Examples: How busy is a street in the morning, around noon and in the evening? What is the average timegap of the vehicles in and out of the rush hour? Do the drivers respect a safe distance in front of a dangerous place on the road?
Advice: Timegap in a zone or on a line is calculated based on an object crossing in any direction. If you' re analyzing timegaps, be careful where you place the zone or line and check that it corresponds with the desired direction of the trajectories.
Mean time gap presented as a bar graph with 5min time unit / average time gap on the tracked spot
8. Vehicle list
List of all traffic objects detected in the selected spot/area during the desired time frame together with their exact entry times (either when a vehicle crossed a defined line or entered a defined zone). The Vehicle list widget might be a bit impractical for a large sets of data. In case the first look at the structure via the application widget is not sufficient for your needs, kindly get the whole intrusion traffic report (vehicle list) delivered on your e-mail.
Examples: What was the sequence of vehicles on an analyzed spot during 1 hour of the footage? At what time has a car, motorbike or a van entered a pedestrian zone?
List of all vehicles following a given movement, their object classes and the exact entry times
Note: When the Vehicle list widget is used for a zone, each contact of an object with the zone is counted as new. That's why the result for total count might slightly differ from the Total volume number.
On the preview image on the Describe scene page, only preview of trajectories is displayed, so that the scene is easily readable for placing zones and lines (more information to this topic here).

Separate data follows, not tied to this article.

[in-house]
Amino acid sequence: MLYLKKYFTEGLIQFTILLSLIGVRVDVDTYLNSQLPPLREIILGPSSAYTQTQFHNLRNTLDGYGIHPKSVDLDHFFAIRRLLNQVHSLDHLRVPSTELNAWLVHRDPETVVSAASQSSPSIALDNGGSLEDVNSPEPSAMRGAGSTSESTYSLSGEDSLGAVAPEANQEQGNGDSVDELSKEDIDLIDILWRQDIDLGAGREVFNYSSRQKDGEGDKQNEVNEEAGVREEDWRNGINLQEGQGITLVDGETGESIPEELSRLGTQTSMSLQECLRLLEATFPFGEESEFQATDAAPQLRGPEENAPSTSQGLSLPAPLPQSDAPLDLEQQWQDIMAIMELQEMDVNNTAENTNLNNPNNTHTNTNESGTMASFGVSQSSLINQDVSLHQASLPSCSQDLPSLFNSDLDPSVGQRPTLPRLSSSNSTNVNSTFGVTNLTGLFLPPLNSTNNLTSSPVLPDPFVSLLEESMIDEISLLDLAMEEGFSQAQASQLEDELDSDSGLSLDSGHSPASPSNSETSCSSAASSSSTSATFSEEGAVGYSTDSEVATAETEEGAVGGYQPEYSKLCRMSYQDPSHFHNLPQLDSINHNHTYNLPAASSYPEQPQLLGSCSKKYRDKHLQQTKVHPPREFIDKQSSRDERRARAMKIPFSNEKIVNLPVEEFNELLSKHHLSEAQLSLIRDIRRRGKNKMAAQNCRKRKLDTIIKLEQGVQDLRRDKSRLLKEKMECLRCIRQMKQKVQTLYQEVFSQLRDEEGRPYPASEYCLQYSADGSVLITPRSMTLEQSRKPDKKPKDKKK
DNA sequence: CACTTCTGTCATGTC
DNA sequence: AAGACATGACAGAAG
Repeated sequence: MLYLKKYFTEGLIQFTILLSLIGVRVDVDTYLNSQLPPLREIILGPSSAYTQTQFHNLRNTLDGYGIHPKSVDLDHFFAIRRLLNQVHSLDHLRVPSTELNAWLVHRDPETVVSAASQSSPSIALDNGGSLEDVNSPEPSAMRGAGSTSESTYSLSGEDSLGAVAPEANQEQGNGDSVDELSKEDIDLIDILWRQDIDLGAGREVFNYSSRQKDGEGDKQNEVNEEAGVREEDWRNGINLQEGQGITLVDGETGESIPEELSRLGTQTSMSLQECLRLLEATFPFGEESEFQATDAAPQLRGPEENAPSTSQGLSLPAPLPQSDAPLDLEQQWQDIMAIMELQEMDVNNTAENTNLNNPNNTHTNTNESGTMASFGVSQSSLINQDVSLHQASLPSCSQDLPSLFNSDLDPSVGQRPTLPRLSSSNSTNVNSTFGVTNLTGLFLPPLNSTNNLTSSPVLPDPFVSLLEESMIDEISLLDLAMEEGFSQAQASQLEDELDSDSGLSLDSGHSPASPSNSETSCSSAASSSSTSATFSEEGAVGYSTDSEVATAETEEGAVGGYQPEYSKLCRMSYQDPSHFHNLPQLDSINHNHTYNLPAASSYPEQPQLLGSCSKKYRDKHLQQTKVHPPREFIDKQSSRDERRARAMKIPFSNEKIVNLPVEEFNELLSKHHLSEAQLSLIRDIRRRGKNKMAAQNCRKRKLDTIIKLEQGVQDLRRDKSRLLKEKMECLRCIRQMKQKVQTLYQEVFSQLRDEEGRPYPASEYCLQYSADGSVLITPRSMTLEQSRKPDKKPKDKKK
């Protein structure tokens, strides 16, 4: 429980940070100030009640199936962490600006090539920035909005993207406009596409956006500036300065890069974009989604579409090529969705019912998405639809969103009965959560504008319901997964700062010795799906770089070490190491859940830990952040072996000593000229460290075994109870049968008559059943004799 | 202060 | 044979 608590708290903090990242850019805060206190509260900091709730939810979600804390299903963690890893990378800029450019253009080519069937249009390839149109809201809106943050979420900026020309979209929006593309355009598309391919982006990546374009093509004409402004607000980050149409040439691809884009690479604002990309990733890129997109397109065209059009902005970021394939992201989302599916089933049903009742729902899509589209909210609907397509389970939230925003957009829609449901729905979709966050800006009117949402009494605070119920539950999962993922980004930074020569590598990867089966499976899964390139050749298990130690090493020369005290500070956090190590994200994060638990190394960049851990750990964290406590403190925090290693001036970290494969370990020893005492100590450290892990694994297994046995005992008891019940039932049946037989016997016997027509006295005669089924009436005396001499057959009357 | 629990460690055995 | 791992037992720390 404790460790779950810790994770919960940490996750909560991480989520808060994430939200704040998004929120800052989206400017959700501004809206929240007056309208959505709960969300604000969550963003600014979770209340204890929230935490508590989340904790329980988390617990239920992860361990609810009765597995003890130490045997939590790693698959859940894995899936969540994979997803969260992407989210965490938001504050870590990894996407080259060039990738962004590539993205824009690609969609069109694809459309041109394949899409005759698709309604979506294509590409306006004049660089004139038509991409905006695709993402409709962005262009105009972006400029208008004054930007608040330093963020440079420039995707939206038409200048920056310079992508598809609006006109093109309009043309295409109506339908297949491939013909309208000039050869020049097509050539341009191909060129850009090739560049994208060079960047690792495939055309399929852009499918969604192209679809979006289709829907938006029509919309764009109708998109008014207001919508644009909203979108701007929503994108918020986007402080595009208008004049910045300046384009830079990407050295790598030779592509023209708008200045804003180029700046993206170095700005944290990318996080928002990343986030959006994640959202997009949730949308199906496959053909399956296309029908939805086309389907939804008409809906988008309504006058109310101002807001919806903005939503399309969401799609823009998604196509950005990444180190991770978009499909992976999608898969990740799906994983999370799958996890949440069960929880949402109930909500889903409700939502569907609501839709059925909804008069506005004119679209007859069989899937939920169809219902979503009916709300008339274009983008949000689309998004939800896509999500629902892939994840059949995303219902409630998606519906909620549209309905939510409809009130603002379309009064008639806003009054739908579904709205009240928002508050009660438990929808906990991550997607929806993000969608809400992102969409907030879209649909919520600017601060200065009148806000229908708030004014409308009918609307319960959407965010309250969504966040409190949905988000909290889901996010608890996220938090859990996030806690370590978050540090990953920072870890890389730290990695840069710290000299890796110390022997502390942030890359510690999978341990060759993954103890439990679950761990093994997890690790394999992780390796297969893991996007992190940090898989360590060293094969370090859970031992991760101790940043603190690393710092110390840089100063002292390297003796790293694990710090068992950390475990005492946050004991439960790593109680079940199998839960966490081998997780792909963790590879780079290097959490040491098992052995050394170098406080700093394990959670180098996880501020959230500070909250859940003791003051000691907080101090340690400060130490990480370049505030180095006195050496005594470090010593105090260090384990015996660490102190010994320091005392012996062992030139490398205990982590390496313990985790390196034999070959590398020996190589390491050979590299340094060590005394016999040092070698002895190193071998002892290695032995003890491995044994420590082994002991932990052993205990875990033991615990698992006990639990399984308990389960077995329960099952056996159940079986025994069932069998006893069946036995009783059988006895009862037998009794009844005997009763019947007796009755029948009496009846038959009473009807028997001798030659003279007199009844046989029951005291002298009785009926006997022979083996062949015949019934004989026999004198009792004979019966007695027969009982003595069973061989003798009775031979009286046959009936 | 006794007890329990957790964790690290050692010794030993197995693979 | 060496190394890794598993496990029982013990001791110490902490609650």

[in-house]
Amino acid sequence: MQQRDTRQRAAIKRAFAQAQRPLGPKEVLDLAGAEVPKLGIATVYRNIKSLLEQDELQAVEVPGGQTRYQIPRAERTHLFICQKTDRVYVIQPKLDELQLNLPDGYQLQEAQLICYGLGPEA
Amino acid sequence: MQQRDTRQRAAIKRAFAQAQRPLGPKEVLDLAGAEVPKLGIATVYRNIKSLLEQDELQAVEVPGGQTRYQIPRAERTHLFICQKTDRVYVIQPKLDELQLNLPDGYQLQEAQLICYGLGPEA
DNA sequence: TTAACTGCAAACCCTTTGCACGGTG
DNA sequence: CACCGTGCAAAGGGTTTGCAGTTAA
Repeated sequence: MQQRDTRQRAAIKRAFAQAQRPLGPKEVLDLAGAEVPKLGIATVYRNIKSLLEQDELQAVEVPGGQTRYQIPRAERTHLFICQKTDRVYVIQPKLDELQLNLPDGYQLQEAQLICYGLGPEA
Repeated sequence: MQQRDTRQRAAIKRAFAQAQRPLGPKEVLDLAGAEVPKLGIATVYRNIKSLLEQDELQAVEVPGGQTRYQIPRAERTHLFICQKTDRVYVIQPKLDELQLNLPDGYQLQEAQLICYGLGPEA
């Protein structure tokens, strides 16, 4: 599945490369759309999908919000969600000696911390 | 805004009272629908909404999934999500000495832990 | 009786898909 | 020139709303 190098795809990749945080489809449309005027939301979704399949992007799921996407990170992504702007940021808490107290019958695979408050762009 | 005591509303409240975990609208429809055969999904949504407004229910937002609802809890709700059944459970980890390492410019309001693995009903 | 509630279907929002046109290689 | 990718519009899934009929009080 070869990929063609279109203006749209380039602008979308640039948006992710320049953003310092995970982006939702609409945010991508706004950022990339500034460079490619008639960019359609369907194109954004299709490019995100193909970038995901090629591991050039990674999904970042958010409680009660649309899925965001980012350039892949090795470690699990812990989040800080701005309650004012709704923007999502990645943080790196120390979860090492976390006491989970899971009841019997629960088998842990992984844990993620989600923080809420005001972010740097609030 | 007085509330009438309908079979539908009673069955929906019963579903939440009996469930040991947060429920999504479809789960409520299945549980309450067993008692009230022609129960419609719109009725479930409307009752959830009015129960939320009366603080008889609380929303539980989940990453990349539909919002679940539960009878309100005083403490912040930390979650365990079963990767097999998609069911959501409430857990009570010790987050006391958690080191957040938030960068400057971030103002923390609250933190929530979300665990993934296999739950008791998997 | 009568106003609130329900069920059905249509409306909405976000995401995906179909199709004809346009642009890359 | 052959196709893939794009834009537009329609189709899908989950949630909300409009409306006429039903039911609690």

This widget makes it possible to see all trajectories of all objects in the video. By using filters, you can have a look on trajectories only for a selected movement or just for some object classes. This might be useful on rich and more complicated scenes, where it is sometimes difficult to get a quick overview.
Example of pedestrian trajectories crossing a city street
2. Acceleration heatmap
A great tool to discover places with accelerating and decelerating traffic. Hot areas (red color) represent places where traffic usually decelerates, cold areas (blue color) represent places where traffic usually accelerates.
Acceleration heatmap is calculated only from traffic objects which match your widget settings.
Note: On scenes with significant perspective, places far from the camera might produce inaccurate results. Ideal situation for measuring acceleration is from above.
Acceleration heatmap shows decelerating areas in front of the crossings
3. Motion heatmap
A great tool to discover places with heavy or low traffic. Hot areas (red color) represent places with heavier traffic, cold areas (blue color) represent places with lower traffic. Motion heatmap is calculated only from traffic objects which match your widget settings.
Motion heatmap identifies zones with heavy and low traffic on first sight
4. Hold-up heatmap (Occupancy time heatmap)
A great tool to discover an average occupancy time of vehicles or pedestrians on the whole scene or in specific locations. For Hold-up heatmap, the scene is divided into 10 x 10 grid and for each of the fields, mean occupancy time is calculated based on your selected filter and chosen vehicle classes. Unlike by the Occupancy time widget, the results on the heatmap are shown not just for the specified zone but for all fields on the scene, where the tracked objects appeared.
Red areas represent places that traffic objects occupy more than 10 s.
Green areas represent places that traffic objects occupy between 2 and 10 s.
Blue areas represent places that traffic objects occupy less than 2 s.
Note: Hold-up heatmap is calculated only from traffic objects which match in selected time range. On scenes with significant perspective, places far from the camera might produce inaccurate results.
Mean time spent on entrances to a crossing on the Hold-up heatmap (in sec)